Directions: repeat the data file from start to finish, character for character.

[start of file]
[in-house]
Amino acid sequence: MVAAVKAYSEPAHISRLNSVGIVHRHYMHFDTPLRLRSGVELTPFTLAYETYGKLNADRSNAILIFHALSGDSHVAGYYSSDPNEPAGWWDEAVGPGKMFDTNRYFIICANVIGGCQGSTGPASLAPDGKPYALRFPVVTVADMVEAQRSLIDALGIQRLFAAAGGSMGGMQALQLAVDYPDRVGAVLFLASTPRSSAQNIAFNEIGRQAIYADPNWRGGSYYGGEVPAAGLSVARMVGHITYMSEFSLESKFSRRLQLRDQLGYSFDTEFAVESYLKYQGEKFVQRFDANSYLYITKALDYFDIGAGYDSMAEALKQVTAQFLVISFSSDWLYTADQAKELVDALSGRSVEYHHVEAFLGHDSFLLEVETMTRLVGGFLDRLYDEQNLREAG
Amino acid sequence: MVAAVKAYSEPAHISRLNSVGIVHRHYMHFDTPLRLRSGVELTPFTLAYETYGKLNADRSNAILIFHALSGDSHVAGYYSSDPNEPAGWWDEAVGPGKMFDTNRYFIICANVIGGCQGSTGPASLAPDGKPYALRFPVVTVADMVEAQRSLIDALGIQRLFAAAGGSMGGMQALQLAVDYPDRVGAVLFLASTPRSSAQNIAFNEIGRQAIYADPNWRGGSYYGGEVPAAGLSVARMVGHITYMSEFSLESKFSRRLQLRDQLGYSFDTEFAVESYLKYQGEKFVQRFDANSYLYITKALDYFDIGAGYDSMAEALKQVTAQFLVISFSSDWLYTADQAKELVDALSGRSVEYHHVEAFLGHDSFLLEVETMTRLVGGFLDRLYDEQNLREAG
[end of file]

[in-house]
Amino acid sequence: MVAAVKAYSEPAHISRLNSVGIVHRHYMHFDTPLRLRSGVELTPFTLAYETYGKLNADRSNAILIFHALSGDSHVAGYYSSDPNEPAGWWDEAVGPGKMFDTNRYFIICANVIGGCQGSTGPASLAPDGKPYALRFPVVTVADMVEAQRSLIDALGIQRLFAAAGGSMGGMQALQLAVDYPDRVGAVLFLASTPRSSAQNIAFNEIGRQAIYADPNWRGGSYYGGEVPAAGLSVARMVGHITYMSEFSLESKFSRRLQLRDQLGYSFDTEFAVESYLKYQGEKFVQRFDANSYLYITKALDYFDIGAGYDSMAEALKQVTAQFLVISFSSDWLYTADQAKELVDALSGRSVEYHHVEAFLGHDSFLLEVETMTRLVGGFLDRLYDEQNLREAG
Amino acid sequence: MVAAVKAYSEPAHISRLNSVGIVHRHYMHFDTPLRLRSGVELTPFTLAYETYGKLNADRSNAILIFHALSGDSHVAGYYSSDPNEPAGWWDEAVGPGKMFDTNRYFIICANVIGGCQGSTGPASLAPDGKPYALRFPVVTVADMVEAQRSLIDALGIQRLFAAAGGSMGGMQALQLAVDYPDRVGAVLFLASTPRSSAQNIAFNEIGRQAIYADPNWRGGSYYGGEVPAAGLSVARMVGHITYMSEFSLESKFSRRLQLRDQLGYSFDTEFAVESYLKYQGEKFVQRFDANSYLYITKALDYFDIGAGYDSMAEALKQVTAQFLVISFSSDWLYTADQAKELVDALSGRSVEYHHVEAFLGHDSFLLEVETMTRLVGGFLDRLYDEQNLREAG